[image ALT: Much of my site will be useless to you if you've got the images turned off!]
mail:
Bill Thayer

[image ALT: Cliccare qui per una pagina di aiuto in Italiano.]
Italiano

[Link to a series of help pages]
Help
[Link to the next level up]
Up
[Link to my homepage]
Home

[image ALT: link to previous chapter]
Chapter 14

This webpage reproduces a Chapter of
The Secret History

of
Procopius

published in the Loeb Classical Library,
1935

The text is in the public domain.

This page has been carefully proofread
and I believe it to be free of errors.
If you find a mistake though,
please let me know!


[image ALT: link to next chapter]
Chapter 16

Procopius
The Anecdota
or Secret History

Chapter XV

p177 Such, then, was Justinian. As for Theodora, she had a mind fixed firmly and persistently upon cruelty. 2 For she never did anything at any time as the result of persuasion or compulsion by another person, but she herself, applying a stubborn will, carried out her decisions with all her might, no one daring to intercede for the victim who had given offence. 3 For neither length of time, nor surfeit of punishment, no trick of supplication, no threat of death — fully expected to fall from Heaven upon the whole race — could persuade her to abate one jot of her wrath. And to state the matter briefly, no one ever saw Theodora reconciled with the one who had given her offence, even after the person had died, but the son of the deceased received the Empress' enmity as an inheritance from him, just as he received anything else that had been his father's, and passed it on to the third generation. For her passion, while more than ready to be stirred to the destruction of men, was beyond any power to assuage.

6 Her body she treated with more care than was necessary, yet less than she herself could have wished. 7 For instance, she used to enter the bath very early and quit it very late, and after finishing her bathing, she would go thence to her breakfast. After partaking of breakfast she would rest. 8 At p179luncheon, however, and dinner she partook of all manner of foods and drinks; and sleep for long stretches of time would constantly lay hold of her, both in the daytime up to nightfall and at night up to sunrise; 9 and though she had to such an extent strayed into every path of incontinence for so long a portion of the day, she claimed the right to administer the whole Roman Empire. 10 And if the Emperor should impose any task upon a man without her consent, that man's affairs would suffer such a turn of fortune that not long thereafter he would be dismissed from his office with the greatest indignities and would die a most shameful death.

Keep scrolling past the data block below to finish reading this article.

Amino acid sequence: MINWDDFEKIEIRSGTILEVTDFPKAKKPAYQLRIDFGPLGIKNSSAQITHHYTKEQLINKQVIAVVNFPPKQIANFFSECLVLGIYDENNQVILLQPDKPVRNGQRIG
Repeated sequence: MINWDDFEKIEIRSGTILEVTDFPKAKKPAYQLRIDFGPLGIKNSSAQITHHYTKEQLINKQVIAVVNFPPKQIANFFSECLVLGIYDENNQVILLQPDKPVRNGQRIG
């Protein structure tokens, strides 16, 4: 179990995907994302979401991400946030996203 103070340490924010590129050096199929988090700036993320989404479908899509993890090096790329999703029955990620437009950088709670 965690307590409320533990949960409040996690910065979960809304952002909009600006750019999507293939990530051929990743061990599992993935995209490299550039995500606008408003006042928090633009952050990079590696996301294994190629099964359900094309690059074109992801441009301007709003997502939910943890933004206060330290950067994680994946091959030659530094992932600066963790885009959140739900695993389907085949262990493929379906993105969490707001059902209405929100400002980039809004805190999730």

11 Now for Justinian it was rather easy to manage everything, not only because of his easy-going disposition, but also because he rarely slept, as has been stated,1 and was the most accessible person in the world. 12 For even men of low estate and altogether obscure had complete freedom, not merely to come before this tyrant, but also to converse with him and to enjoy confidential relations with him. 13 The Empress, on the other hand, could not be approached even by one of the magistrates, except at the expense of much time and labour, but, actually, they all had to wait constantly upon her convenience with a servile kind of assiduity, waiting in a small and stuffy anteroom for an endless time. For it was a risk beyond bearing for any one of the officials to be absent. 14 And they stood there constantly upon the tips of their toes, each one straining to hold his head higher than the persons next to him, in order that the eunuchs when they came out might see him. 15 And some of p181them were summoned at last, after many days, and going in to her presence in great fear they very quickly departed, having simply done obeisance and having touched the instep of each of her feet with the tips of their lips. 16 For there was no opportunity to speak or to make any request unless she bade them to do so. For the Government had sunk into a servile condition, having her as slave-instructor. 17 Thus the Roman State was being ruined partly by the tyrant, who seemed too good-natured, and partly by Theodora, who was harsh and exceedingly difficult. 18 For whereas in the good-nature of the one there was instability, in the difficult nature of the other there was a bar to action.

19 So in their thinking and in their habits of life the contrast between them was clear, yet they had in common their avarice, their lust for murder and their untruthfulness to all. 20 For both of them were exceedingly gifted2 in lying, and if any of those who had offended Theodora was reported to be committing any wrong, even though it were trivial and utterly unworthy of notice, she straightway fabricated accusations which had no application to the man and thus she exaggerated the matter into a terrible crime. 21 And she listened to a great mass of accusations, and there was a court which sat on questions of repealing the established laws, and judges assembled who were brought together by her, whose function it was to contend with each other as to which of them by the inhumanity shewn in the judgment should be able p183better than the others to satisfy the Empress' purpose. 22 And thus she immediately caused the property of any man who had given offence to be confiscated to the public treasury, and after treating him with most bitter cruelty, though he might perhaps belong to an ancient line of patricians, she felt no hesitation whatever in penalizing him with either banishment or death. 23 But if any of her favourites chanced to be found guilty of wrongful manslaughter or of any other of the major offences, she by ridicule and mockery of the zeal of the prosecutors compelled them, much against their will, to hush up what had happened.